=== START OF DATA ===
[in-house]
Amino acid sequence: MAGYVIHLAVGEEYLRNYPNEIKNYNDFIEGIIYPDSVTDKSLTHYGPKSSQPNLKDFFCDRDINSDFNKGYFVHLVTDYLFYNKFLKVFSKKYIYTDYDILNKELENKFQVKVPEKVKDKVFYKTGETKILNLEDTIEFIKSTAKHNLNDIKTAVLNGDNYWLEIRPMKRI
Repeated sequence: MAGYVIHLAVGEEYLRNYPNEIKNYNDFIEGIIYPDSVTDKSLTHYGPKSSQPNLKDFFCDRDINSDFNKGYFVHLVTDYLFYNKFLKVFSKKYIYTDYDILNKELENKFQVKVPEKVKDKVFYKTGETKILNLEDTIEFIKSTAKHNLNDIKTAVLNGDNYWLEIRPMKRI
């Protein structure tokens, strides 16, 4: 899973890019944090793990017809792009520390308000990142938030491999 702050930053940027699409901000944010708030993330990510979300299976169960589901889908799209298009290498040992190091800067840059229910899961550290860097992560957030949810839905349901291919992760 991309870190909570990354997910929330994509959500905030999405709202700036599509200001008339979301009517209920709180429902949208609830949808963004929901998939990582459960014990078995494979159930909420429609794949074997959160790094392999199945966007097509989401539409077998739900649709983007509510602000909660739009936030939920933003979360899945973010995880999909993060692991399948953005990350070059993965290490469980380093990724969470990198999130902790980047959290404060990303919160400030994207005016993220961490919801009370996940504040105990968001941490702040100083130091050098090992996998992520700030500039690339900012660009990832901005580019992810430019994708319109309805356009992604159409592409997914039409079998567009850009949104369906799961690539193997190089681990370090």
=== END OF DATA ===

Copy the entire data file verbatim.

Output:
[in-house]
Amino acid sequence: MAGYVIHLAVGEEYLRNYPNEIKNYNDFIEGIIYPDSVTDKSLTHYGPKSSQPNLKDFFCDRDINSDFNKGYFVHLVTDYLFYNKFLKVFSKKYIYTDYDILNKELENKFQVKVPEKVKDKVFYKTGETKILNLEDTIEFIKSTAKHNLNDIKTAVLNGDNYWLEIRPMKRI
Repeated sequence: MAGYVIHLAVGEEYLRNYPNEIKNYNDFIEGIIYPDSVTDKSLTHYGPKSSQPNLKDFFCDRDINSDFNKGYFVHLVTDYLFYNKFLKVFSKKYIYTDYDILNKELENKFQVKVPEKVKDKVFYKTGETKILNLEDTIEFIKSTAKHNLNDIKTAVLNGDNYWLEIRPMKRI
């Protein structure tokens, strides 16, 4: 899973890019944090793990017809792009520390308000990142938030491999 702050930053940027699409901000944010708030993330990510979300299976169960589901889908799209298009290498040992190091800067840059229910899961550290860097992560957030949810839905349901291919992760 991309870190909570990354997910929330994509959500905030999405709202700036599509200001008339979301009517209920709180429902949208609830949808963004929901998939990582459960014990078995494979159930909420429609794949074997959160790094392999199945966007097509989401539409077998739900649709983007509510602000909660739009936030939920933003979360899945973010995880999909993060692991399948953005990350070059993965290490469980380093990724969470990198999130902790980047959290404060990303919160400030994207005016993220961490919801009370996940504040105990968001941490702040100083130091050098090992996998992520700030500039690339900012660009990832901005580019992810430019994708319109309805356009992604159409592409997914039409079998567009850009949104369906799961690539193997190089681990370090």